WAY BACK HOME (2013)
Disconsolate and powerful, Jeon Do-yeon provides another dramaturgy tour de force based on the true story of a Korean housewife imprisoned overseas for drugs smuggling
For a film so focused on the personal angst of the central character, the star-turn performance was always going to measure the success of this real-life drama transferred to screen.
Jeon Do-yeon, who reached a zenith when landing the Best Actress award for Secret Sunshine (2007) at the 60th Cannes Film Festival, manages to again plumb the depth of emotional acting which is both powerful yet sincere.
Here Jeon plays an everyday Korean housewife embroiled in inadvertent drug smuggling, requiring a performance which makes us comprehend her desperation and vulnerability, but to also emphasise with her perilous actions.
Crafted by Bang Eun-jin, previously best known for her on-screen performances in Park Chul-soo’s 301, 302 (1995) and Kim Ki-duk’s Address Unknown (2001), but an established modern film maker now by following up Princess Aurora (2005) and Perfect Number (2012) with her finest film to date here.
Jeong-yeon (Jeon) is happily married to Jong-bae (Go Soo) who are raising their young daughter. Their world is rocked when one of Jong-bae’s friends commits suicide over his unpaid debts and having acted as a guarantor, the pair now have the arrears placed on their laps.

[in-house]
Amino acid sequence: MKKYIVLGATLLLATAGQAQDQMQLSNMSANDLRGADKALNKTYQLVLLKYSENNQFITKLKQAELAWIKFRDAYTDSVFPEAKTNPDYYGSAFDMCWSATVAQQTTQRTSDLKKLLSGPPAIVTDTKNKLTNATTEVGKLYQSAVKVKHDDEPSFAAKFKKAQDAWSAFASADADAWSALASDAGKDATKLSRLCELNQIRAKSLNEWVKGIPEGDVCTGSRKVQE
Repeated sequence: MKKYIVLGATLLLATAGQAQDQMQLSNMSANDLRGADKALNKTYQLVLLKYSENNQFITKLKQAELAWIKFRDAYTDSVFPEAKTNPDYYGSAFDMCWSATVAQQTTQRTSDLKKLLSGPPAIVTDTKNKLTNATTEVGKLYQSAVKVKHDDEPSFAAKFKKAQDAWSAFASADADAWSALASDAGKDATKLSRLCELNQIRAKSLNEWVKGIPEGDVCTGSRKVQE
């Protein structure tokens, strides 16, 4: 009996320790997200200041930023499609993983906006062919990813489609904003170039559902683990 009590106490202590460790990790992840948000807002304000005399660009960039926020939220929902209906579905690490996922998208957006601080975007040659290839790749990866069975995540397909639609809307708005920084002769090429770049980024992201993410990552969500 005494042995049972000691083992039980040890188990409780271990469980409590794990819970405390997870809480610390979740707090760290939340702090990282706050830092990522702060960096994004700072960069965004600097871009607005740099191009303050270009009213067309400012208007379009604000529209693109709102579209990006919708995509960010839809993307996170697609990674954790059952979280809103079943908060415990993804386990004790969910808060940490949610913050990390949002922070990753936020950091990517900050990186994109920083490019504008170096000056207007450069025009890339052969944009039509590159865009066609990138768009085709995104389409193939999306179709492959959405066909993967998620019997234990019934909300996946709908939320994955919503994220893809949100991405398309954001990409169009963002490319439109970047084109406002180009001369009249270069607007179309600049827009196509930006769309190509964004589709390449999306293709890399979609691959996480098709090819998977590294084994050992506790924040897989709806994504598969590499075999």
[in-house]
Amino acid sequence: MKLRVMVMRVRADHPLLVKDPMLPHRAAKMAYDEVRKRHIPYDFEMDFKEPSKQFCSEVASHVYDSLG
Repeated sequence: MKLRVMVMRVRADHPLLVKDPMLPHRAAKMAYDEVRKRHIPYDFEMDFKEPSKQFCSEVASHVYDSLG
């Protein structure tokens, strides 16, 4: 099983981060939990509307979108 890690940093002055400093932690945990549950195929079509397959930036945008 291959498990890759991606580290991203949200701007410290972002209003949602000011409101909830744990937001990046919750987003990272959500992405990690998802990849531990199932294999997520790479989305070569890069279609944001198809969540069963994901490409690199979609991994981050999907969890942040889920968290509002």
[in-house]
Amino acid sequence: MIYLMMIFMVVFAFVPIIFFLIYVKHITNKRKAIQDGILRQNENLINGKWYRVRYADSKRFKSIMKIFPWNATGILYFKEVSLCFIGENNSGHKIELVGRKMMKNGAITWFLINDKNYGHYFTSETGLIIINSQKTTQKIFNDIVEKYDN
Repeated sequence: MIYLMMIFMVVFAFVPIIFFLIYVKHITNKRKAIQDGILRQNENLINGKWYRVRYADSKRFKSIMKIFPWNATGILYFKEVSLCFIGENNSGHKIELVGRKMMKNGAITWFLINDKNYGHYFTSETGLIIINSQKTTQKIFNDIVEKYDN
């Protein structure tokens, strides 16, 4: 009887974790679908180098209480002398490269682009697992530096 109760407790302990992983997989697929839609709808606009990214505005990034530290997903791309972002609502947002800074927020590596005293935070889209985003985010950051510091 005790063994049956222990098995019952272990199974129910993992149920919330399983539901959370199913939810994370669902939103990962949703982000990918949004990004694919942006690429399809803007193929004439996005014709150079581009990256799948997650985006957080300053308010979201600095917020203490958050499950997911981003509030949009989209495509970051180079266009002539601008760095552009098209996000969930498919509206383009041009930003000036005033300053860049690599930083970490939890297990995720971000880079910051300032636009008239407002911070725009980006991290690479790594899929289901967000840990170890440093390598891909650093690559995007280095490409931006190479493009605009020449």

As hopelessness sets in, Jeong-yeon agrees to transport some diamonds for a seedy acquaintance, but rather than her legal cargo, it transpires that she was carrying several kilograms of cocaine.
Arrested in Paris, Jeong-yeon is thrown into a French jail. As Jong-bae attempts to get help from a hapless Korean embassy in France, Jeong-yeon is transferred to a ruthless prison on the island of Martinique, a French territory in the Caribbean.
Barely able to communicate, she starts the long wait for a trial in France, despite developments in Korea which may signal a chance of freedom, or at least transportation back home.
Jeon Do-yeon cuts a fragile figure as Jeong-yeon, her slight figure appearing otherworldly compared to the burly criminals, often screaming at her in a foreign tongue and stealing her food.
The first time a Korean film was shot in the Caribbean, a not particularly surprising side-fact, it also featured actual prison guards and inmates as supporting characters.
The film does a fine job of allowing the audience to comprehend the frustration that Jeong-yeon and Jong-bae increasingly feel, and considering much of this comes from the slightly dry concept of bureaucratic incompetence, doing this in an engaging way.
The drug trafficking gone awry notion is commonplace in other cinematic regions and Bang Eun-jin successfully shifts this to Korean shores, perhaps enhancing the fish-out-of-water feel of the entire film in doing so.
It is still an inescapable reality that all road of praise lead back to Jeon Do-yeon and her jaw-dropping performance. She certain comes out of film better than the Korean embassy in France, where audiences will feel a surge of pure indignation towards this otherwise obscure pocket of paper-pushing officialdom.